We’ve already heard from Sony Music UK & Ireland chairman/CEO Jason Iley about his role as BRIT Awards chairman ahead of the big show at the O2 Arena tonight (February 21). Now it’s the turn of BPI and BRIT Awards chief executive Geoff Taylor to look ahead to the ceremony featuring Ed Sheeran, Stormzy, Dua Lipa, Rita Ora, Justin Timberlake, Sam Smith and Foo Fighters.
Speaking in the latest issue of Music Week, Taylor spoke about his ambitions for the show, which airs live on ITV at 8pm and globally on YouTube. Here, he talks further about issues including diversity, the year in music and Liam Gallagher’s Twitter broadside at the BRITs…
What we can expect from the BRIT Awards 2018 show?
We’ve worked hard to invest even more heavily in amazing stage design and production, the performances are looking spectacular and we’re excited about how impactful they’re going to be. We want to be the most exciting, the most compelling music show anywhere on television - that’s our ambition. We’re trying to build the brand out beyond the UK as well, and we think that having the best artists with the greatest performances and amazing staging is really key to the entertainment show that we aspire to put on.
How does the BRIT Awards fare on diversity?
Diversity is an issue we have been very conscious of over the last few years. We did a huge amount of work on the [voting] academy to make sure it’s as representative as possible. Obviously there was a lot of focus in previous years on ethnic diversity and BME representation. Over 40% of the nominees this year are BME, so we’ve made progress on that front. At the Grammys there was obviously a lot of focus on gender representation and diversity, and again we have an academy that is pretty much 50-50. We think that’s a fair and correct way to go about it that produces something that properly reflects the year in music.
How about the representation of female artists in the nominations?
Almost half of the nominations are for artists who either are female, or [for acts] which feature female artists in their line-up. Clearly what we all want is that artists, irrespective of their gender, have equal opportunity and then ultimately it’s down to the academy. As long as the academy is well-balanced then we should get the right opportunities for artists regardless of their gender.
Liam Gallagher has complained on Twitter that he’s not performing – was there any wrangling over his involvement?
I wouldn’t describe it as wrangling. Every year is highly competitive, there are always more acts we want to put on the show than we’re able to within the running time, and there is a very lively debate as to how we get the line-up. We have to get a balanced line-up that reflects the year in music. Liam’s had a phenomenal year. I’m not going to say anything more about the performances on the show, we haven’t announced every last single performance but obviously he was a big part of the conversation.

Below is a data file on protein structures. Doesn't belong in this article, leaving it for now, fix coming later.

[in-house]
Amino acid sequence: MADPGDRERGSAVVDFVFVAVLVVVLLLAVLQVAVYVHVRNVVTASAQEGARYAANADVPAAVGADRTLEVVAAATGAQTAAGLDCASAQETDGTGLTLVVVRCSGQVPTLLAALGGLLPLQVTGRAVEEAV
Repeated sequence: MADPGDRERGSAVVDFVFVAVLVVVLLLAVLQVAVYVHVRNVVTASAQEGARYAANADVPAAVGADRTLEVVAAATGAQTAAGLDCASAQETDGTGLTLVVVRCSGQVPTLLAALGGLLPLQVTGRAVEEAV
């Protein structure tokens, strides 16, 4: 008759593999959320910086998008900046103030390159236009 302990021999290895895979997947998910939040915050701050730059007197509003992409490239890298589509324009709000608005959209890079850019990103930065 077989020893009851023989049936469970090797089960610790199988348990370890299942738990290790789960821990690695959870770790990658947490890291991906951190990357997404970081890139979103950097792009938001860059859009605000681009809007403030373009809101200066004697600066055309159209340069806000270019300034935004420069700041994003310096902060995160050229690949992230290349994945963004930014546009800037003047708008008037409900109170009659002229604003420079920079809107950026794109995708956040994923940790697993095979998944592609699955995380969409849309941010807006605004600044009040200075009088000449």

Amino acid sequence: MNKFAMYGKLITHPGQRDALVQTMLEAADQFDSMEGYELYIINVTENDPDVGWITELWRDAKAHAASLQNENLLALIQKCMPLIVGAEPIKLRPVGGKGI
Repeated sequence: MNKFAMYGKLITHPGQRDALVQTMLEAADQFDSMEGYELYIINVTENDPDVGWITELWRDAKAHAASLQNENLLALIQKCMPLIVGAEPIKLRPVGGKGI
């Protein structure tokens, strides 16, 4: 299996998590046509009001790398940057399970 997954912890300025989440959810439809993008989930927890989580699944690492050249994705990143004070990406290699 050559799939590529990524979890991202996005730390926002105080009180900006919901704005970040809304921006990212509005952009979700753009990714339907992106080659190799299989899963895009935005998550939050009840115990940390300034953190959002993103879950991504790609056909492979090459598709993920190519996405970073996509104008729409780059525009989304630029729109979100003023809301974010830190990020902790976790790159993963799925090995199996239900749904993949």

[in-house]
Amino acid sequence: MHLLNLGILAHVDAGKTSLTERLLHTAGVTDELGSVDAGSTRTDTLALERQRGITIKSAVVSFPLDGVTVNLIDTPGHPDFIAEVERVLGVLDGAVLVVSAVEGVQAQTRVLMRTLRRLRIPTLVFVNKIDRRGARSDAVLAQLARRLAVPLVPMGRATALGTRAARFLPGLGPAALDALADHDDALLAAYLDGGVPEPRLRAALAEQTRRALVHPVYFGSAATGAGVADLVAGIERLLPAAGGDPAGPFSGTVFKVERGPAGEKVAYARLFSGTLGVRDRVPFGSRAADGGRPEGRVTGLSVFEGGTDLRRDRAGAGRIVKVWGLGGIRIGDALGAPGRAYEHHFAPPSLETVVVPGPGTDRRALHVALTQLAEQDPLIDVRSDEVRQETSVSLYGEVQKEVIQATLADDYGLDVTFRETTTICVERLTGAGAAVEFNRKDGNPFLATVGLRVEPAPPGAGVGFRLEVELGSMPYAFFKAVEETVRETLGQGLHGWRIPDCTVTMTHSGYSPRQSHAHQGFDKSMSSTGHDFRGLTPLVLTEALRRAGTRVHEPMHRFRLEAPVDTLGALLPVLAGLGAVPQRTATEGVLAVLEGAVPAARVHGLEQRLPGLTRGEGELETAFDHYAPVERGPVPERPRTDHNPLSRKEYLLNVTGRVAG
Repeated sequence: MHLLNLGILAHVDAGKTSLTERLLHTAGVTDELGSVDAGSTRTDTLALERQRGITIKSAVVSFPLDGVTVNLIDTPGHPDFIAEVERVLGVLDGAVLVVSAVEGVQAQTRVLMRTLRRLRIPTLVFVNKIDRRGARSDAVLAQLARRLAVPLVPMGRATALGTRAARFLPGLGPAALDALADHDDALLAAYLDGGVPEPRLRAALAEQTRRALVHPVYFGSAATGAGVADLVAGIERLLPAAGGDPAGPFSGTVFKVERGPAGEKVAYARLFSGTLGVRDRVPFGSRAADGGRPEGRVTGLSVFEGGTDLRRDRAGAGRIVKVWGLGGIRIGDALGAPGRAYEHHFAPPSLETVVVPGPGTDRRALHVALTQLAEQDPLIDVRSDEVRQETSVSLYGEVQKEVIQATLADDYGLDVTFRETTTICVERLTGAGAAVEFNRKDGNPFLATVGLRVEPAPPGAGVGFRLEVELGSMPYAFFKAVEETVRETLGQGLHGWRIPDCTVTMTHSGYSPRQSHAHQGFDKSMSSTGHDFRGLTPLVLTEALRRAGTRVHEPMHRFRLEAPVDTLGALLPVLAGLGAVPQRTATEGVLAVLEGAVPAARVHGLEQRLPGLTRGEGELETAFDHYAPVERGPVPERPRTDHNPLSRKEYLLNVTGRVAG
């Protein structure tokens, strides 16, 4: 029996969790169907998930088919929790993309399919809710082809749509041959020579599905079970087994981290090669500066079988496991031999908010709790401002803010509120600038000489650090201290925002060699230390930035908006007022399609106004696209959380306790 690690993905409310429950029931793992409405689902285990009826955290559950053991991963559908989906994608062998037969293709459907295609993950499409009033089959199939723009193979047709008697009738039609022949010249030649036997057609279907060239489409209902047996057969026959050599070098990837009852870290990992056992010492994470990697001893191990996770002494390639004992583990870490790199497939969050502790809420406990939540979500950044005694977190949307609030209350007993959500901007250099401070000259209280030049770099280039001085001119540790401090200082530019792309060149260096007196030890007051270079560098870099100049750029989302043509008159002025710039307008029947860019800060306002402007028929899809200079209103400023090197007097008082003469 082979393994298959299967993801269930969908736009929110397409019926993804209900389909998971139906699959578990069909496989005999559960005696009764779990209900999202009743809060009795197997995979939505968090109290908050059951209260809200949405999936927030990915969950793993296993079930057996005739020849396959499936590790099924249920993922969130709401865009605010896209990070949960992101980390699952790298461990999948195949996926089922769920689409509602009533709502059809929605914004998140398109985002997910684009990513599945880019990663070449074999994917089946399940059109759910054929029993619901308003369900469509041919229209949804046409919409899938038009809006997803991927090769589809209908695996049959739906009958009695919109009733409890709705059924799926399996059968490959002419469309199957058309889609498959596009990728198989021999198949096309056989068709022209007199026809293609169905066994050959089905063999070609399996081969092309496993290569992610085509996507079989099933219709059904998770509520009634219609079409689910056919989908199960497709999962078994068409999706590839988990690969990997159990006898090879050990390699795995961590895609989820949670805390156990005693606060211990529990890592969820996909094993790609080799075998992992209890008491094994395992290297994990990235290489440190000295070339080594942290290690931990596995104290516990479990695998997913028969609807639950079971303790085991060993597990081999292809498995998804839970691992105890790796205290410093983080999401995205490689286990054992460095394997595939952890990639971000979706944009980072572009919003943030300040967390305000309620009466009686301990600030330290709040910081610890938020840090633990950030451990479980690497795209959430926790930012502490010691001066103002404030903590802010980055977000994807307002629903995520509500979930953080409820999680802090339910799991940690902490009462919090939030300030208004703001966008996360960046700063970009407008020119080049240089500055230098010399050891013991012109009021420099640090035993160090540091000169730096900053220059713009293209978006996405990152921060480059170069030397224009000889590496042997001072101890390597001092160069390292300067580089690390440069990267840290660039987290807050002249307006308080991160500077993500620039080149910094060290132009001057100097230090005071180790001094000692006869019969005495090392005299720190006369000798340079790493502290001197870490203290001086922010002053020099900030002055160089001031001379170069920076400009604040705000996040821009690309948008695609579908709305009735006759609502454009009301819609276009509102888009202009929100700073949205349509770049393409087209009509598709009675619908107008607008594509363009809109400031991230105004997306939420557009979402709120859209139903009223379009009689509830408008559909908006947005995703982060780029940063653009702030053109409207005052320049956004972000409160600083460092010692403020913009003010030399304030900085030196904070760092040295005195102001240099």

Was it important to get Ed Sheeran on the line-up?
It’s been a truly phenomenal year for Ed Sheeran – his chart success has just been unprecedented. Clearly, he was an artist we had to have on the show, we’re really excited, he’s done phenomenal performances at the BRITs in previous years, we’re really thrilled to have him back. He’ll definitely be a highlight of the evening and he’s got an enormous following, so hopefully they’ll all tune in and watch his performance.
What do you make of this year’s nominations?
I think the nominations broadly reflected the year in music very well. What’s been exciting is that we’ve had artists such as Stormzy, J Hus and Dua Lipa coming through, establishing themselves in the UK and building a platform outside the UK. So the nominations this year reflect a very strong, confident music business with really talented artists coming through – it’s very promising for the future. During the early part of 2017, people were looking back at 2016 a little bit concerned that we hadn’t had as many breakthroughs as we would like to have. But I think 2017 was a much more positive year.
Are you looking forward to Jack Whitehall hosting for the first time?
We’re thrilled that Jack is doing it, there’s been some discussion about going back to having a comedian. He loves music, he’s going to respect the artists and make it a really entertaining show. We want to give him the space to do the show in his way. Hopefully, it will be really entertaining.
How much do you think about ratings?
We’re conscious that it depends year-to-year what you’re up against on other channels. But we feel we’ve got a really strong line-up this year, we work really hard on the PR side and making sure everyone knows the BRITs is coming and when it’s on. All we can do is put on the very strongest show possible and hope the audience comes – and we believe that they will because there’s so much to tune in for this year.
How important is the global reach of the live YouTube stream outside the UK?
We’re growing the show overseas, it’s a really important part of it. This year we’ve been working very hard with YouTube to get even more marketing support to get the show a higher profile on YouTube around the world. We get a great audience from that and it’s about building the BRITs as a platform for British artists around the world.